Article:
Nov 17, 2006

IHT - Malaysia's leader warns of religious and ethnic tensions

Thomas Fuller / International Herald Tribune
Published: November 15, 2006

Malaysia's prime minister, Abdullah Ahmad Badawi, said Wednesday that frayed relations between the country's religious and racial groups had reached a "worrying" level and warned that the government would not hesitate to crack down to preserve peace between them.

"Freedom has its limits," Abdullah said in a nationally televised speech to his party that serves as an annual state of the union address for the country. "I would like to warn those who abuse this freedom that I will not for a moment hesitate to use the law against them."



Abdullah's threats were a marked shift in tone for a prime minister who previously portrayed himself as more conciliatory and compassionate than his predecessor, Mahathir bin Mohamad.

At a time of both political and ethnic tensions, a number of recent incidents and court cases have soured relations between Malay Muslims and the rest of the country's 25 million population: Christians, Hindus, Buddhists, Sikhs and others.

The head of a Christian evangelical group said in an interview Wednesday that tensions between communities were higher than at any time in recent decades.

"I think generally there is a feeling by Muslims of being under siege by Western civilization as well as people of other faiths - they feel that they are being cornered," said the Christian leader, Wong Kim Kong, secretary general of the National Evangelical Christian Fellowship in Malaysia.

"Political tension, religious tension and racial tension have culminated at the same time."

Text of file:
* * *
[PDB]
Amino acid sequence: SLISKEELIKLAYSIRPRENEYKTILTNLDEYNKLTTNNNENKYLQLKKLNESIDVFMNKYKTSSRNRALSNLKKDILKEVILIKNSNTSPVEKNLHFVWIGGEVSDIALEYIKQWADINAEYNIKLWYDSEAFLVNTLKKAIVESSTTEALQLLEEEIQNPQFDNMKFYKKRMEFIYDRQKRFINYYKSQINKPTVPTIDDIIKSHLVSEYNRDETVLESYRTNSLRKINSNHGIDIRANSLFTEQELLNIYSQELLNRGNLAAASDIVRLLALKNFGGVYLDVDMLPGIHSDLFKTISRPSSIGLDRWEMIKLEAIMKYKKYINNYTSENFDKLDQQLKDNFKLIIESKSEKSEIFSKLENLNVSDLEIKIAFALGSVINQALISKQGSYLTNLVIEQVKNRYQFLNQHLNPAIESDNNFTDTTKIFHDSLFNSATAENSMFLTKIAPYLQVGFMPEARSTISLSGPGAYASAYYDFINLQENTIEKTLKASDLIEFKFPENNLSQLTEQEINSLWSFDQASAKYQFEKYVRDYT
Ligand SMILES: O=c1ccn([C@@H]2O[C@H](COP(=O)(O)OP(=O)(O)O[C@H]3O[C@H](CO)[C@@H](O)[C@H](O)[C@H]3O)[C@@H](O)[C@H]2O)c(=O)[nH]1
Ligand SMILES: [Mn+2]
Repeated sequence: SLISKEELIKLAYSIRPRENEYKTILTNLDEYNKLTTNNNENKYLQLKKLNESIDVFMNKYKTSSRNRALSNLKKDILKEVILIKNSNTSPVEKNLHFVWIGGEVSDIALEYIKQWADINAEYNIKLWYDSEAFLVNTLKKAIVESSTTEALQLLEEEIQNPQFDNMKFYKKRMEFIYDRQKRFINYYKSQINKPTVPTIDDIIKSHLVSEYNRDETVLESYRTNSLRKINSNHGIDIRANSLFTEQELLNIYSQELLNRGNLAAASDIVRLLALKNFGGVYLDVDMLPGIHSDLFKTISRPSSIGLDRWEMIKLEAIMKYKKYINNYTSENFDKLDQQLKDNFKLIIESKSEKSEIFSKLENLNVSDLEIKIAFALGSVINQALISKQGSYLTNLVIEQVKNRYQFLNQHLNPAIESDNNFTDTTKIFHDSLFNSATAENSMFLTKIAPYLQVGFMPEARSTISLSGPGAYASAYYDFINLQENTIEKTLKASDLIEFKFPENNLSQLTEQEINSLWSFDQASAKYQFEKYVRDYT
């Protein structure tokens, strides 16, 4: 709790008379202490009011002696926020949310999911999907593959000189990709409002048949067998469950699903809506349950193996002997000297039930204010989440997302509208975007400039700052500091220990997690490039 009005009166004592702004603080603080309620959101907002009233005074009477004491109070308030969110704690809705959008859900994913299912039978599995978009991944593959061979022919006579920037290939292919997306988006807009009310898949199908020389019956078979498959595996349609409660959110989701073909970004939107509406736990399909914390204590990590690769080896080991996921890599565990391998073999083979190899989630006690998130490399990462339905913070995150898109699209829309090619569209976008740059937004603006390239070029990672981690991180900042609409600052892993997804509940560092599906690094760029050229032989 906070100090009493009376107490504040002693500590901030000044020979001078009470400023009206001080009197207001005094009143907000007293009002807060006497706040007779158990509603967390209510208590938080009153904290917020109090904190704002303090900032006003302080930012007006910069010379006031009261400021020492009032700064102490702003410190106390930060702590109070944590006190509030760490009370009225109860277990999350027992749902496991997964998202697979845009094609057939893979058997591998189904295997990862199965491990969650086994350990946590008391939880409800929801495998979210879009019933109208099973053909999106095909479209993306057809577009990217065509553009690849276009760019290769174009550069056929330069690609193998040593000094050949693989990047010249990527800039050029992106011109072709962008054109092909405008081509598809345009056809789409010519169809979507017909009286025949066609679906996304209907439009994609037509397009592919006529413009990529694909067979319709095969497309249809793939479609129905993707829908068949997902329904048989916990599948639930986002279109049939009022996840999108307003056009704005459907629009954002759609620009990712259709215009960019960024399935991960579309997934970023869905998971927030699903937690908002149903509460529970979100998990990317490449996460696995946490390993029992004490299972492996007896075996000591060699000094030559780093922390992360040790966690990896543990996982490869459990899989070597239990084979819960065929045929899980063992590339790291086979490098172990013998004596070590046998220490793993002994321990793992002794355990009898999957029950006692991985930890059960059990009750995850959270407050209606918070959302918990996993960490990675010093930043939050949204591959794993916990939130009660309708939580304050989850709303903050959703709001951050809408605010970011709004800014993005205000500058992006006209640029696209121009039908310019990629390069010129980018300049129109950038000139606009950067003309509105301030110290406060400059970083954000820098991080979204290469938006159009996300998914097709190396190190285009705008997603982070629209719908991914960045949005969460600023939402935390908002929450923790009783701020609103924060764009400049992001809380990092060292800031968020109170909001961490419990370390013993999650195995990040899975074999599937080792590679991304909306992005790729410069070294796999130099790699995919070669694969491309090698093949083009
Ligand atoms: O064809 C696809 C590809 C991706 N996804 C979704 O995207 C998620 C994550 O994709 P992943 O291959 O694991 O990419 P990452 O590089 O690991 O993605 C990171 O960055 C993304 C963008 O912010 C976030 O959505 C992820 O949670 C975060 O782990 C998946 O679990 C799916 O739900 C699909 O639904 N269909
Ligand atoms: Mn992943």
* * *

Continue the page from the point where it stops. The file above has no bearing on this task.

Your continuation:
With such a diverse population Malaysia has long been seen as a barometer of racial relations in multiethnic Southeast Asia. One particularly contentious case involves an appeal to Malaysia's highest court by a Malay Muslim woman, Lina Joy, who converted to Christianity but has been banned from officially changing her religion on her identity card.

But the broader context of Abdullah's warning is economic and political, analysts say. The Malay Muslim majority is under pressure to scale back economic privileges they enjoy under an affirmative action program introduced more than three decades ago to dilute Chinese control over the economy.

Malaysians are locked in a divisive debate over the fate of the program following a recent report that said Malays had surpassed their ownership target of 30 percent of companies in the country. On Wednesday, Abdullah said the report was "grossly incorrect" and sought to end the discussion by warning that failure to trust the government's calculations, which show much lower ownership levels, would be the "same as accusing the government of lying."

Opposition leaders say Abdullah is using national security as a pretext to quash debate on the issue.

"More and more issues are being categorized as sensitive and now there's this threat of an iron fist," Lim Kit Siang, the leader of the opposition, in an interview. "There should be room for rational discussions."

Lim also accused members of Abdullah's party, the United Malays National Organization, of hypocrisy on the question of race relations.

"They are telling people not to play the race card while they are playing it to the hilt," Lim said.

Members of Abdullah's party have been particularly strident and explicit in their criticism of Chinese and Indian parties, with whom they share a coalition, at the party's general assembly, which is being held this week.

One party member, Ramli Simbok, was quoted in the local press as having said, "When we, the Malays, are weak, the Chinese will take advantage."

Another party member, Azimi Daim, warned Chinese and Indians to stop questioning the special rights of Malays.

"When tension rises, the blood of Malay warriors will run in our veins," Azimi said.

The prime minister has been under attack from Mahathir, his predecessor, over many issues ranging from management of the economy to corruption and nepotism within government.

Even though Mahathir was not present - he suffered a minor heart attack last week and is resting on doctor's orders - analysts said his presence could be detected in Abdullah's often defensive tone.

"Internally they are being assaulted by their former president. This has weakened the party," said Hishamuddin Rais, a political columnist for several Web sites. Mahathir was party president and prime minister from 1981 until 2003, when Abdullah succeeded him.

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